For First Time! Skateboarding Joins Tokyo 2020

Published October 22nd, 2019 - 09:03 GMT
(Shutterstock/ File Photo)
(Shutterstock/ File Photo)

Skateboarding icon Tony Hawk says the Olympics needs the sport's "cool factor" more than the sport needs the Summer Games' validation. But the Olympics will be the pinnacle of the sport for other athletes debuting their specialties in Tokyo 2020.

"I was surprised," Lizzie Armanto, one of the top women's skateboarders in the world, said about the move to add the sport to the Olympics. "There was talk about it being included. And then once it was official, everyone seemed to wonder, now what?

"From the people in charge, to the skaters, to the brands, everyone seems like they're still trying to figure it out," said Armanto of Santa Monica, Calif.

The 2020 Summer Games will begin July 24 in Tokyo, with skateboarding focused on park and street events. Other extreme sports -- sport climbing, surfing and karate -- also will debut in Japan.

Armanto, 26, a dual-citizen of the United States and Finland, will compete for Finland at the Olympics. She became the first woman to complete Hawk's 360-degree vertical loop, a gravity-defying ramp named after skateboarder Hawk.

"It's natural to be hesitant about taking a new step," Armanto said. "Skateboarders are precious about their culture. For skateboarding to be included, I think it's going to make more opportunities for skaters.

"Skateboarding is my passion and has changed my perspective on how I look at the world. It's cool to be able to share that."

Hawk says it's "about time" the sport has been added to the Summer Games, but is concerned that including it could inspire athletes to skate for only fame or fortune.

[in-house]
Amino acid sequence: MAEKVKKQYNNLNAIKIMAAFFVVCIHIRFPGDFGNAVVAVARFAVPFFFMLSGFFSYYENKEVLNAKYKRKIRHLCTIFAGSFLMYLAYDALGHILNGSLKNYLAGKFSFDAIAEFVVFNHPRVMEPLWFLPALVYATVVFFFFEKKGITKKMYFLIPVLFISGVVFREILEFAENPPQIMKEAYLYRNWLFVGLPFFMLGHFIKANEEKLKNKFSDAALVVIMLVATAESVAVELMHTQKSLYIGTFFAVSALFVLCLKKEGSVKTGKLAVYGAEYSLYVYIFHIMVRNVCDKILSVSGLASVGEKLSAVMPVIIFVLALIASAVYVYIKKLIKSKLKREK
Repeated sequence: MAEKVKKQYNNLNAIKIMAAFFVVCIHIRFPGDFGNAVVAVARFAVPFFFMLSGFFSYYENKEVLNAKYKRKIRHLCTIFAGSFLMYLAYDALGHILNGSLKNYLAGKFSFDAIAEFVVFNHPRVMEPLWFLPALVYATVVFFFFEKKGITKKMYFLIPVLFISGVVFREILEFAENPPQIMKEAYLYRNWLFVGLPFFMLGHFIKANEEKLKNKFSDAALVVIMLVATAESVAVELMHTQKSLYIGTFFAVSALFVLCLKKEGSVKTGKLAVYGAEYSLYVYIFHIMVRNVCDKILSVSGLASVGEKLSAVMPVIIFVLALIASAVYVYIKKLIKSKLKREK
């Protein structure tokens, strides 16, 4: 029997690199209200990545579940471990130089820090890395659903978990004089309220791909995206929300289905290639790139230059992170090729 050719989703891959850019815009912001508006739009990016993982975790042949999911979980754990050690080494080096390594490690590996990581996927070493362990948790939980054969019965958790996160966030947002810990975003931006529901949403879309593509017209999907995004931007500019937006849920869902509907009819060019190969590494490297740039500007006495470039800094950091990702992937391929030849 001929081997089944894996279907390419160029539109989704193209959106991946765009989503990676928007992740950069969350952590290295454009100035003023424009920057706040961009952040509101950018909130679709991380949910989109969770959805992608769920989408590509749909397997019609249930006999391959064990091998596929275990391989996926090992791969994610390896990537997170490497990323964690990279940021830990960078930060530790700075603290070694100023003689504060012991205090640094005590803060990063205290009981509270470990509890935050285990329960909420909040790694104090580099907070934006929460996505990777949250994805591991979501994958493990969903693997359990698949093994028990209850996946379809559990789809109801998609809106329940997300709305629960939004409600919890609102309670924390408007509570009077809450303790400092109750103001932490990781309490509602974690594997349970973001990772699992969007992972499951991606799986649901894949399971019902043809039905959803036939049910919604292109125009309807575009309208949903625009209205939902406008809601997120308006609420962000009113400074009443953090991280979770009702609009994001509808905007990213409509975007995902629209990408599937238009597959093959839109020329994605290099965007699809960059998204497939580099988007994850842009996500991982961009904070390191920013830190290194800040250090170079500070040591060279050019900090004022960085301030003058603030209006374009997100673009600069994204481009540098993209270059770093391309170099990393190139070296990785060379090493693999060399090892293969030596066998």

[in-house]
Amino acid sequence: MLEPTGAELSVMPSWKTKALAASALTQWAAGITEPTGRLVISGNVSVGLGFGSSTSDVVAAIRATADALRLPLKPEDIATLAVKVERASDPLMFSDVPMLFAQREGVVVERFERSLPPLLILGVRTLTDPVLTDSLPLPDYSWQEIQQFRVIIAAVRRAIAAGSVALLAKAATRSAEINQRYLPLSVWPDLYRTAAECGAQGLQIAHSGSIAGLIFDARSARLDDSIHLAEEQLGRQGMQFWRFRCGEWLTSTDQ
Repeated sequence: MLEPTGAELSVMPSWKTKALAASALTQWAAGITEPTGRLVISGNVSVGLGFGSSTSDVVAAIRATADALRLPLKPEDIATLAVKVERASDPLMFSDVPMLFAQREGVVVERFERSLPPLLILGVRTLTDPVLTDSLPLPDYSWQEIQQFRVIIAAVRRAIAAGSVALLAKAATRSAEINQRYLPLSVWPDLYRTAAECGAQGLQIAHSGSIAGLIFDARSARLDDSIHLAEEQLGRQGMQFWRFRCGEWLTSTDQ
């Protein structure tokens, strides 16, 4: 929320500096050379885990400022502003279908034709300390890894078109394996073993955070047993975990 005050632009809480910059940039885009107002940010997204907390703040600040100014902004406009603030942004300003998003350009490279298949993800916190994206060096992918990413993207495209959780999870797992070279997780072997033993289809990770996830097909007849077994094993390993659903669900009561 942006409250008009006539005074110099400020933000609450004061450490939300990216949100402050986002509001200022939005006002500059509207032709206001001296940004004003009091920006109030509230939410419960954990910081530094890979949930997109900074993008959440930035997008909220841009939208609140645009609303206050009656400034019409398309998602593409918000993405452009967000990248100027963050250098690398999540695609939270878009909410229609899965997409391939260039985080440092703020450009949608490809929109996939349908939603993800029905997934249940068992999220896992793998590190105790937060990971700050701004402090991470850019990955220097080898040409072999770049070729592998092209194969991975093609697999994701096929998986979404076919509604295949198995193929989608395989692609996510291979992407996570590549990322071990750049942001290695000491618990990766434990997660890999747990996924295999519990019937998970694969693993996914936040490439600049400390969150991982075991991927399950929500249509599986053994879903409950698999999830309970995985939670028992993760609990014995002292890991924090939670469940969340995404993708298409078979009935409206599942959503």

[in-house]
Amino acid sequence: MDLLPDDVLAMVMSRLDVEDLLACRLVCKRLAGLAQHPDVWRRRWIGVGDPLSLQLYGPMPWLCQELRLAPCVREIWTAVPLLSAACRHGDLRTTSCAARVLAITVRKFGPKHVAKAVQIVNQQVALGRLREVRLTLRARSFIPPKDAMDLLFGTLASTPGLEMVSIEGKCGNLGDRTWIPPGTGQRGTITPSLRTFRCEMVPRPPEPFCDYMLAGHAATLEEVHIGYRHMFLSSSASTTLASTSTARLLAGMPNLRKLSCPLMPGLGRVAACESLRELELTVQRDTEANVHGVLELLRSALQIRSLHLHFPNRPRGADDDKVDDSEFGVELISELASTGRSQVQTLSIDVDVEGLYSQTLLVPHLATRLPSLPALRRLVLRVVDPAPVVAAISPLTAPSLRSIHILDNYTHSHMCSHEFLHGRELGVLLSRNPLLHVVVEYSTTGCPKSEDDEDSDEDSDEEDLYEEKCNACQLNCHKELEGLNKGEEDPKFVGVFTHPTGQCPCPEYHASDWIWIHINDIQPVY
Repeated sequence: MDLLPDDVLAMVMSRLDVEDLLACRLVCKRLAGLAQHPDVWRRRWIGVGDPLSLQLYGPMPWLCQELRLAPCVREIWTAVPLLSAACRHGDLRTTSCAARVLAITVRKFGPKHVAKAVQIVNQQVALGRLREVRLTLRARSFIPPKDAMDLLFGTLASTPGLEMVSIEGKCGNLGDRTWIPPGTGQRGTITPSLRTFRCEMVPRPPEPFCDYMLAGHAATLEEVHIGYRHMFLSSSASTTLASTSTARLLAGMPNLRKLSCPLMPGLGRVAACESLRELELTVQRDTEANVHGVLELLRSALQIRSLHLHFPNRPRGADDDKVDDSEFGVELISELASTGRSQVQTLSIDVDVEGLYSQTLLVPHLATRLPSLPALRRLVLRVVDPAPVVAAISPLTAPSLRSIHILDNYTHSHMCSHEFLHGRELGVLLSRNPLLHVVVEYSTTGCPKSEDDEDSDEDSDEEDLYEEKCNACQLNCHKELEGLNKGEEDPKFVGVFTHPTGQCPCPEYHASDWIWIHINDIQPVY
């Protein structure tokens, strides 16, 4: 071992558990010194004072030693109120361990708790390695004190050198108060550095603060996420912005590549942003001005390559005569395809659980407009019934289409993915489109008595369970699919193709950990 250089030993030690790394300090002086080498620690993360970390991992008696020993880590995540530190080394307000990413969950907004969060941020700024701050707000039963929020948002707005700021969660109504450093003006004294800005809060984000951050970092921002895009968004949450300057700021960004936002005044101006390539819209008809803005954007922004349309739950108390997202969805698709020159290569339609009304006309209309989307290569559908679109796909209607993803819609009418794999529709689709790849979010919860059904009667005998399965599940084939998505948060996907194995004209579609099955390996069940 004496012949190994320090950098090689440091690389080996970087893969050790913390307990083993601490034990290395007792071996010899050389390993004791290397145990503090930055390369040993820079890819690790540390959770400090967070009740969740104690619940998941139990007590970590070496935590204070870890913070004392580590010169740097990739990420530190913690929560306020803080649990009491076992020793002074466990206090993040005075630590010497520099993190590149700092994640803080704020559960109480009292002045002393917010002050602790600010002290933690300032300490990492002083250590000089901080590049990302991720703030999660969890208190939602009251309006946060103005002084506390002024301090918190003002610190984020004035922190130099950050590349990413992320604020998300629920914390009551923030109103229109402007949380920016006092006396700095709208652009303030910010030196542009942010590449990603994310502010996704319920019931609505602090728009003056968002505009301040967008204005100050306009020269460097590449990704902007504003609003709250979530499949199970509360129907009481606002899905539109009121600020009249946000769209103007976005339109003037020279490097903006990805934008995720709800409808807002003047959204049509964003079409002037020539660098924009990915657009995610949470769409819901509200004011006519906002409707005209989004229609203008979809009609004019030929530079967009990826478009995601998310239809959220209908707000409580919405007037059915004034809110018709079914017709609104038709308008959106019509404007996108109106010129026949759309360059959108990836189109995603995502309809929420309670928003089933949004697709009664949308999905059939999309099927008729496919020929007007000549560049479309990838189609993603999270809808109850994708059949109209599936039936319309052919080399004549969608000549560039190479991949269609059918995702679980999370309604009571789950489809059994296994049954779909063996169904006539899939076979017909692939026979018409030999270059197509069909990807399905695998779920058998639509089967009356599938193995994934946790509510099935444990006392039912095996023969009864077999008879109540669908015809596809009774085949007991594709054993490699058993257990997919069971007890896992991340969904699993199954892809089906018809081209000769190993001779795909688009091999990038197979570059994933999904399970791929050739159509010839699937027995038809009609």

"Skateboarding has come far enough that I feel like the Olympics needs skateboarding's cool factor more than we need their validation," Hawk said at the Project Play Summit.

Armanto chose to skate for Finland to open up spots for more top athletes to compete since no country can send more than three athletes to Tokyo per event per gender.

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By choosing for Finland, Armanto opens an opportunity for another woman to compete for the United States. Close to half of the world's top 20 skateboarders will not be at the Summer Games because of team size limitations.

Some skateboarders don't see the Olympics majorly impacting their sport.

"It's just going to be another contest," said men's skateboarder Curren Caples, of Ventura, Calif. "In a lot of people's eyes it might be taken more seriously, but I don't think it's going to change too much. I don't think it's changed snowboarding too much."

Caples, 23, said he isn't sure if skateboarding's inclusion in the Olympics will make the sport "that much bigger." He compared the possible impact to snowboarding, which was introduced to the Olympics in 1998. Caples also said he thinks the Olympics will help the sport be seen by a different audience.

He thinks the sports inclusion could make contest skateboarding harder, with athletes training strictly for contests and working on harder tricks.

The Vans Park Series World Championships -- the top park terrain skateboarding event -- is being used as a blueprint by the International Olympic Committee for Tokyo 2020.

Vans -- the organizing body of competitive skateboarding -- created the format for competitive park terrain skating and will continue to run the league and support all of its athletes at the 2020 Olympics. It will continue to produce its competition series independently of the Summer Games.

Vans awards equal prize money for men and women. Sweden's Oskar Rozenberg Hallberg won the men's final and Japan's Sakura Yosozumi won the women's final at the VPS World Championships. Armanto finished seventh. There were five countries represented in the finals.

"In the end, the Olympics needs skateboarding more than skateboarding needs the Olympics," said Bobby Gascon, head of action sports at Vans.

Gascon said skateboarding and the Olympics aren't an "easy marriage" and there is a "divide in skateboard culture."

"Everyone's super curious about how people are going to show up [at the Olympics], what they're going to be wearing," Caples said. "There's still a lot that's unclear. In my eyes, it's just going to be another contest."


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